The IRS can revoke passports from any American that fails to file tax returns over a certain amount of years.
Make the most of the Streamlined Offshore Procedure while it lasts, because there are rumours it won’t be around for too much longer.
In this video, Streamlined Offshore expert Darryl P. Albuquerque talks about who can qualify to get caught up and in compliance with the IRS. The generous offer from the IRS allows an American expat to file only for the last 3 overdue years, with some bank statements and most importantly, without penalties!
We are urging American expats that are more than 3 years behind to take full advantage of the program now!
Even if you have not filed for 20 or more years, if you file for the previous 3 years and you get your foreign bank account information filed as well you can clean up your record with the IRS. All you’ve got to do is file every year going forward. The IRS has come up with this program and we are encouraging a lot of people to try and take advantage of this program while it lasts, because we really cannot say, with any degree of certainty, when the IRS may close it down. So, if you happen to be in this situation, we urge you to try and file under these procedures as soon as you can.
Do I qualify for the Streamlined Offshore Filing Procedure?
Well, one of the things that you can do is take advantage of one of the programs that the IRS has running since about 2012. It’s called The Streamline Offshore Filing Procedures and it’s pretty rigidly defined. It says that you should have the most recent 3 years of tax returns on file; so, even if you’ve not filed for more than 3 years that’s fine. All you need is the most recent three and all these need to be delinquent, so they need to be past their due date.
So, currently, the years that are open for filing under streamline are 2012, 2013 and 2014. This is one part of the streamline procedures. The second part that you probably have a foreign bank account somewhere outside of the United States in the country you are residing in, or somewhere else too. Now, for this foreign bank account report (or FBAR) – you need to file it on file 6 previous years! So, we’re talking about 2009 through 2014.So, that’s the second part of the filing.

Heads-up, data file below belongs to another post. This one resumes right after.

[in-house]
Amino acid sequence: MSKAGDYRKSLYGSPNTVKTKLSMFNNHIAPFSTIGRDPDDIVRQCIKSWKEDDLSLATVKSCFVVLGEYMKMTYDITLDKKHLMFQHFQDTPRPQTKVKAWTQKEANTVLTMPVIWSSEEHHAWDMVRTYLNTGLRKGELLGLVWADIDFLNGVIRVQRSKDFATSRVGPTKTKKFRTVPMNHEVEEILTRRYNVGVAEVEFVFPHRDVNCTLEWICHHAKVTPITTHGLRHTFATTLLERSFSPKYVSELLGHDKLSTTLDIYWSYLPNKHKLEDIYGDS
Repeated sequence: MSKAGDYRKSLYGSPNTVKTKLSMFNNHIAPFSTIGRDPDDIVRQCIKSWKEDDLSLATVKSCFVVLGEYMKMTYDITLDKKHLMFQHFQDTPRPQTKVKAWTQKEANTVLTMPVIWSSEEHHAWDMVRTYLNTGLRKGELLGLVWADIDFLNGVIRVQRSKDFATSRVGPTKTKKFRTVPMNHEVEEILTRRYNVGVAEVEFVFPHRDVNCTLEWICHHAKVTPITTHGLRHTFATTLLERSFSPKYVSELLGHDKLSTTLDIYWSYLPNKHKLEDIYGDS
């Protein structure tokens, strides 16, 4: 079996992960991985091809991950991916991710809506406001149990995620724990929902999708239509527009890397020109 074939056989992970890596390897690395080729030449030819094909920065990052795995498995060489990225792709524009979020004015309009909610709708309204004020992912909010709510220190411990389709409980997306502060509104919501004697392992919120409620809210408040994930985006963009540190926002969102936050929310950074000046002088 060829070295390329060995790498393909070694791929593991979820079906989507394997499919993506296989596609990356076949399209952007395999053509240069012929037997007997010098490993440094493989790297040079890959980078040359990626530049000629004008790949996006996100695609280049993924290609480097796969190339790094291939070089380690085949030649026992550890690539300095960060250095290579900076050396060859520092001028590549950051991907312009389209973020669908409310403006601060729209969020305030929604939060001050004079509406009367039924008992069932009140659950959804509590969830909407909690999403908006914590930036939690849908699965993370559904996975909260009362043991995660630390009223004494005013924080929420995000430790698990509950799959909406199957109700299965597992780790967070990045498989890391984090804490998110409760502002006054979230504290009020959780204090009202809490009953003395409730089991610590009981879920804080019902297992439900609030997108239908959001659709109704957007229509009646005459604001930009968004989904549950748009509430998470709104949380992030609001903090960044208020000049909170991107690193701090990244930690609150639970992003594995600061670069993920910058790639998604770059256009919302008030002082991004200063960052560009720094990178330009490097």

The final, and probably the most important part of the filing, is a declaration, or a certificate from you in which you declare the reasons to the IRS why you did not file; and more critically, you state that your behavior in not filing these past few years was due to non-willful conduct. So, that certification goes with each of these tax returns when it is prepared and sent out, by you, to the IRS. You should not expect the IRS to acknowledge these, they do not. Once you send it by mail or by courier that is the proof that you have sent these and so on. However, the FBARs can be electronically filed.
Watch the video to see if you qualify…
What is an FBAR?
The FBAR is, technically, the form 114 which is issued by the Financial Crimes Enforcement Network (or FINCen as we call it). It’s part of the department of treasury and this form has been in existence for over 40 years now. It’s been called different things along the way. It’s a report of a foreign bank, simply put. There is no tax to pay on it, it is a separate filing from your tax return and you report bank accounts outside the United States if the maximum value or the highest values, for any reason, in a year is the equivalent of US$10,000 or more.
If you have more than one account, then you look at the highest values in aggregate. So, if you have $5000 in one account and $5000 in another account and those were the highest values in the course of the year, put together, they add up to $10,000 so you need to report both those accounts. Whenever you have more than one account, usually, you do need to report them all.